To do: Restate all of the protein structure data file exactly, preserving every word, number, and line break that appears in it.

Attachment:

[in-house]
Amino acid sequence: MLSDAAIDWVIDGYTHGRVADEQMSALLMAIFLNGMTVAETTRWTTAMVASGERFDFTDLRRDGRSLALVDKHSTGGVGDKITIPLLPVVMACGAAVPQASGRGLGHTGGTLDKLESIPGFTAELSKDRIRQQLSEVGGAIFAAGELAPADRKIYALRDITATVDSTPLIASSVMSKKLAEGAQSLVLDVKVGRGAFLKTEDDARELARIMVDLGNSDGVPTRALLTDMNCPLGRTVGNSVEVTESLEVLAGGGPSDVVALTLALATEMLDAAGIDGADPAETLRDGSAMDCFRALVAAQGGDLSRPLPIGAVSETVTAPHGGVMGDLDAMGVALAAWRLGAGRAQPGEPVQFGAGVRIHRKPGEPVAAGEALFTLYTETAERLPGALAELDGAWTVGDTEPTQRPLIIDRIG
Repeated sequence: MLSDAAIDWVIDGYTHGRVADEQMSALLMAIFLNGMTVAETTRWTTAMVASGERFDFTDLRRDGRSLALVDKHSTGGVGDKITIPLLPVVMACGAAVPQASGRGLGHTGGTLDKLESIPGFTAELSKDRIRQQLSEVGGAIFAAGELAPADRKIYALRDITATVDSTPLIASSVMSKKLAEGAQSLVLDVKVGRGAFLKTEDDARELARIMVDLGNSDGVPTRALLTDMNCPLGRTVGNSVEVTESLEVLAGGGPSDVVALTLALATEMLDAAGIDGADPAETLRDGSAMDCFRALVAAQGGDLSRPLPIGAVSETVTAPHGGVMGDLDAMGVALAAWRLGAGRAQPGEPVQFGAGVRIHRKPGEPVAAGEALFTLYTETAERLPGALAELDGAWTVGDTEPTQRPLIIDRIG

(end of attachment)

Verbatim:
[in-house]
Amino acid sequence: MLSDAAIDWVIDGYTHGRVADEQMSALLMAIFLNGMTVAETTRWTTAMVASGERFDFTDLRRDGRSLALVDKHSTGGVGDKITIPLLPVVMACGAAVPQASGRGLGHTGGTLDKLESIPGFTAELSKDRIRQQLSEVGGAIFAAGELAPADRKIYALRDITATVDSTPLIASSVMSKKLAEGAQSLVLDVKVGRGAFLKTEDDARELARIMVDLGNSDGVPTRALLTDMNCPLGRTVGNSVEVTESLEVLAGGGPSDVVALTLALATEMLDAAGIDGADPAETLRDGSAMDCFRALVAAQGGDLSRPLPIGAVSETVTAPHGGVMGDLDAMGVALAAWRLGAGRAQPGEPVQFGAGVRIHRKPGEPVAAGEALFTLYTETAERLPGALAELDGAWTVGDTEPTQRPLIIDRIG
Repeated sequence: MLSDAAIDWVIDGYTHGRVADEQMSALLMAIFLNGMTVAETTRWTTAMVASGERFDFTDLRRDGRSLALVDKHSTGGVGDKITIPLLPVVMACGAAVPQASGRGLGHTGGTLDKLESIPGFTAELSKDRIRQQLSEVGGAIFAAGELAPADRKIYALRDITATVDSTPLIASSVMSKKLAEGAQSLVLDVKVGRGAFLKTEDDARELARIMVDLGNSDGVPTRALLTDMNCPLGRTVGNSVEVTESLEVLAGGGPSDVVALTLALATEMLDAAGIDGADPAETLRDGSAMDCFRALVAAQGGDLSRPLPIGAVSETVTAPHGGVMGDLDAMGVALAAWRLGAGRAQPGEPVQFGAGVRIHRKPGEPVAAGEALFTLYTETAERLPGALAELDGAWTVGDTEPTQRPLIIDRIG